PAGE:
School hallways, foyers, and other common areas are often underutilized spaces that hold great potential for extending student learning. If equipped with the right furniture and tools, these spaces can serve a wide variety of educational purposes.
For instance, students and teachers can use them as breakout spaces or extensions of the classroom, where groups of students might retreat to work on projects during class time. Students could also use these spaces for studying, tutoring, socializing, or independent reading—the possibilities are nearly limitless.
Because these are often high-trafficked areas, choose durable furniture with easily washable fabrics when furnishing them. To maximize the utility of these spaces, make sure you provide a variety of seating styles—or use modular furniture that students can pull apart to sit by themselves or move together to work in pairs or small groups.
Here are some creative ways that schools have outfitted their common areas to support extended and continuous learning opportunities for students.
Kranz Junior High School
From its classrooms to its common areas, Eugene Kranz Junior High School in Dickinson, Texas, is designed with both function and appeal in mind. Every element of the school’s design serves an instructional purpose.
For instance, a large, open common area between classrooms serves as a shared space for collaboration. The space is equipped with a large-screen interactive projector and tables for students to work at. The inclusion of soft seating options make it an inviting place to congregate and share ideas.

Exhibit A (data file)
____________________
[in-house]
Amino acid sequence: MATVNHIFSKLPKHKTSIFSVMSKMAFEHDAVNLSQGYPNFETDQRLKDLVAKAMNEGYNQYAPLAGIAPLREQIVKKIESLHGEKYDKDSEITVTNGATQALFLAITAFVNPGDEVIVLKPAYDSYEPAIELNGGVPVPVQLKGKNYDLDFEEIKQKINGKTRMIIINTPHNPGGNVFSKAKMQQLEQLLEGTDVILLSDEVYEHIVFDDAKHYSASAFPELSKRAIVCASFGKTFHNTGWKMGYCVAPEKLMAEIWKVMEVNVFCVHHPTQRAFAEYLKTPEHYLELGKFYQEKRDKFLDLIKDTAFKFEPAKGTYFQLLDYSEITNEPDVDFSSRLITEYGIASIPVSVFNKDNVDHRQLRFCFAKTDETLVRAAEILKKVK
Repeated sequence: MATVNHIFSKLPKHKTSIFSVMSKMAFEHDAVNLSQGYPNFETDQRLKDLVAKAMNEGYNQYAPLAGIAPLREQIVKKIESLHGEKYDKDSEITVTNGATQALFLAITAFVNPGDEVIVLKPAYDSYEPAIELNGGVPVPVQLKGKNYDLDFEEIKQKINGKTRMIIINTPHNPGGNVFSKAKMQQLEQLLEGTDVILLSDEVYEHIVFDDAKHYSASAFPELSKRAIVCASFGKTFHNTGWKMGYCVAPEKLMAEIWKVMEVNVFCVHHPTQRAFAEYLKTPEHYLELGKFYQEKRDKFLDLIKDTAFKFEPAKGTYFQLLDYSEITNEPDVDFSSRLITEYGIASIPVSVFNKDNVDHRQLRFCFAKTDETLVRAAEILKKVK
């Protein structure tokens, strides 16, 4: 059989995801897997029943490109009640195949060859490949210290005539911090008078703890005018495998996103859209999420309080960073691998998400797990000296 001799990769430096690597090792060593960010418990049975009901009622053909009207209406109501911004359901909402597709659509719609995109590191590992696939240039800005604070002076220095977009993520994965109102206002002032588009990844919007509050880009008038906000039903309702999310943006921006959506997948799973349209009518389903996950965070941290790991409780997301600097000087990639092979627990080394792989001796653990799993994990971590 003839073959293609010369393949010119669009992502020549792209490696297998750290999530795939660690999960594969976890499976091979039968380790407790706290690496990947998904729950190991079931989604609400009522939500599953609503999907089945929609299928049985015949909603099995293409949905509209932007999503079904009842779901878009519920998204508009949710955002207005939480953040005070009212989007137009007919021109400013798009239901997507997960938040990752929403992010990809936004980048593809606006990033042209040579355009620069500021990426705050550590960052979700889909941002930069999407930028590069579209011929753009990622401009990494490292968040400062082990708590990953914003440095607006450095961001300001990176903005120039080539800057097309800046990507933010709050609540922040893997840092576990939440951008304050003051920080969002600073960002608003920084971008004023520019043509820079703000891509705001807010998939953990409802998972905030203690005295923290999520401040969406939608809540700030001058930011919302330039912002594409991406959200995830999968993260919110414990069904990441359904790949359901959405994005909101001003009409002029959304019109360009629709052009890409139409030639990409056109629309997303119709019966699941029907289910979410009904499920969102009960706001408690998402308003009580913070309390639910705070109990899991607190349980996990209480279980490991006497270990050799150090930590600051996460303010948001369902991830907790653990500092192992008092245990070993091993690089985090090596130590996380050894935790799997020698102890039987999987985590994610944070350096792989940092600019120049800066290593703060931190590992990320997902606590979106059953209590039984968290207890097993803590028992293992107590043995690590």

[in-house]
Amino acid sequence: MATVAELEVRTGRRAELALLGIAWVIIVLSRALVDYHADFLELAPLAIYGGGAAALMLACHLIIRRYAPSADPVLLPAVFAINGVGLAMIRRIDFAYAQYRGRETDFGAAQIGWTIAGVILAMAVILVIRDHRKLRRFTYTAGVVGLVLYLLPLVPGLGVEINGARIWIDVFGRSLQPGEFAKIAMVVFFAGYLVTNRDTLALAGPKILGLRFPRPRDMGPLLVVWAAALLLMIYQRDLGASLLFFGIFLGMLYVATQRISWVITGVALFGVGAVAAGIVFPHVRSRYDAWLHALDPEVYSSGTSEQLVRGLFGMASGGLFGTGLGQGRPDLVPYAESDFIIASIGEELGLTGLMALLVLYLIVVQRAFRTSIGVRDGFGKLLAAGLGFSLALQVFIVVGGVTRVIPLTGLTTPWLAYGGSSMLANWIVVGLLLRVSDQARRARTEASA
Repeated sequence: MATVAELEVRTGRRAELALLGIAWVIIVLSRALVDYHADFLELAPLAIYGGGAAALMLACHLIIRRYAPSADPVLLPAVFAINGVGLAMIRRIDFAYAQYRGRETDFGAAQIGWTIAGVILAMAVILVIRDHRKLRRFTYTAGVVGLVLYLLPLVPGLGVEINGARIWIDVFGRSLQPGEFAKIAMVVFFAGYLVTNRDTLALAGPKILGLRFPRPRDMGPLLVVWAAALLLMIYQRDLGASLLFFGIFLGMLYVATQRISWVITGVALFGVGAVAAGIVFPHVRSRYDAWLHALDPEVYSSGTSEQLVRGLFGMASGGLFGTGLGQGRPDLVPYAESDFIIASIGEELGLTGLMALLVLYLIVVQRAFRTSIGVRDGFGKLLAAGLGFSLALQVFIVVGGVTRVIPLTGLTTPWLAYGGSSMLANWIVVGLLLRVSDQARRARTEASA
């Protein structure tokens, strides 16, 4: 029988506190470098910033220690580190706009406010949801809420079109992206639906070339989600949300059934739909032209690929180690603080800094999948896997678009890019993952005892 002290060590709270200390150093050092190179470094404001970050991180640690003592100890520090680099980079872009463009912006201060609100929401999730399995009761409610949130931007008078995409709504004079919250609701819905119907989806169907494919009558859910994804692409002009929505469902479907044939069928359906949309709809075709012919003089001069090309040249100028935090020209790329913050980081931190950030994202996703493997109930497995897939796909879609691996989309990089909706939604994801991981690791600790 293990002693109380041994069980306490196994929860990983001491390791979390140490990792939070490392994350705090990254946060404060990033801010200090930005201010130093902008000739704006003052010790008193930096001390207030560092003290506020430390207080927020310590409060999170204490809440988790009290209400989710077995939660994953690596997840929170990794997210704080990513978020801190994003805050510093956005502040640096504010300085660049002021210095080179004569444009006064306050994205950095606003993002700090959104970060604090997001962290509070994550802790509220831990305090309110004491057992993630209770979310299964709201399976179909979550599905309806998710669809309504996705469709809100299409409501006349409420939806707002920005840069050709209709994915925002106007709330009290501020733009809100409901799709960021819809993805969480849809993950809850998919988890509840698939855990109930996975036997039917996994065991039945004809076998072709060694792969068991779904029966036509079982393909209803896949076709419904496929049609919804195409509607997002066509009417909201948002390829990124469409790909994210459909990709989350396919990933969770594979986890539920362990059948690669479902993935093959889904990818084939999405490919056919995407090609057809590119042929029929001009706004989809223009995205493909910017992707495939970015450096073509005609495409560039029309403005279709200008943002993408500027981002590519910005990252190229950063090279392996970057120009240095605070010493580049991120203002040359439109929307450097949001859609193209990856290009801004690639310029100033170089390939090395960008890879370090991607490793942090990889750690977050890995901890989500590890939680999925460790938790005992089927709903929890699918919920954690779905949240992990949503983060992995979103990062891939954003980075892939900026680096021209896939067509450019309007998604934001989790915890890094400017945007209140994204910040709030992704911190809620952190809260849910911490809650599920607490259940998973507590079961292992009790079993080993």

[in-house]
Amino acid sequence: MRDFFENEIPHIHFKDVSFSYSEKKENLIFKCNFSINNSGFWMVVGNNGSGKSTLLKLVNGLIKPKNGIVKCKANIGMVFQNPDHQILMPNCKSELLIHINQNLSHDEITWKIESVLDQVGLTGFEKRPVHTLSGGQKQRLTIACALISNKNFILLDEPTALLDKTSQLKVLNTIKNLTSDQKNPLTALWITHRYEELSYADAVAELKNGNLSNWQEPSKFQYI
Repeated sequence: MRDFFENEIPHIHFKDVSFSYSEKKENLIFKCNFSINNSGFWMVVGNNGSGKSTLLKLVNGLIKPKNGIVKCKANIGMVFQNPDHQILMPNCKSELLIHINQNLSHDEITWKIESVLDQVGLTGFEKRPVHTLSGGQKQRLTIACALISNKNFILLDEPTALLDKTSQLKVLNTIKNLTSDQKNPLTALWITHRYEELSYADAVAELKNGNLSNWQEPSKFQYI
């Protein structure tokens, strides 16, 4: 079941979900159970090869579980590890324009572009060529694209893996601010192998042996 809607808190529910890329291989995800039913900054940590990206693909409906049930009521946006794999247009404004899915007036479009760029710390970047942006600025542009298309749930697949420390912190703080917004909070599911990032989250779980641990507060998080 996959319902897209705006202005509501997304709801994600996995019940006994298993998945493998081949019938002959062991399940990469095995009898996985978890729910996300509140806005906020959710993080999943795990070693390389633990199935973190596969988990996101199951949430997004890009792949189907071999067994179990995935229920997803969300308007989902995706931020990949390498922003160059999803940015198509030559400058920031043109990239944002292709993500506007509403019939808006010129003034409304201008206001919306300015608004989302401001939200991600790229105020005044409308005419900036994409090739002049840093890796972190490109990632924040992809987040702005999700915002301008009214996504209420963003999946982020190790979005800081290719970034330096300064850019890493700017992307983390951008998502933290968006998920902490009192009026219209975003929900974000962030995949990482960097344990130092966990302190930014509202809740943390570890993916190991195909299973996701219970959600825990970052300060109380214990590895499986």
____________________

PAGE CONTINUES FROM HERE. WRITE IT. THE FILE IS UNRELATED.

Shelby High School
When Ohio’s Shelby School District set out to construct a new high school, officials wanted to create the most visionary, advanced learning spaces possible. One notable departure from traditional practices is the school’s use of “double-wide” hallways that facilitate student collaboration, study, socialization, and continuous learning.
For example, small groups can now meet out in the hall where they don’t disturb their peers in the main classroom. The teacher can still supervise these groups thanks to the liberal use of glass throughout the school. Not only does this afford better views, but the glass also serves as a more versatile dry-erase surface without cluttering walls with chalkboards or whiteboards.
The hallways and other learning spaces are outfitted with modern furniture and equipment that are highly adaptable in nature. Every product helps students and teachers change from individual to group learning at a moment’s notice, with mobile seating, carpeting, and whiteboards.
“Every aspect and miniscule detail of Shelby High has come together to foster an environment of collaborative, 21st-century learning,” said Superintendent Tim Tarvin. “Faculty, students, and parents are ecstatic about the school’s unique design.”
To learn more about creating a continuous learning culture through smart learning space design, download our free guide: “Learning Beyond the Classroom: How to Make Every Space a Learning Space.”Download the Free Guide
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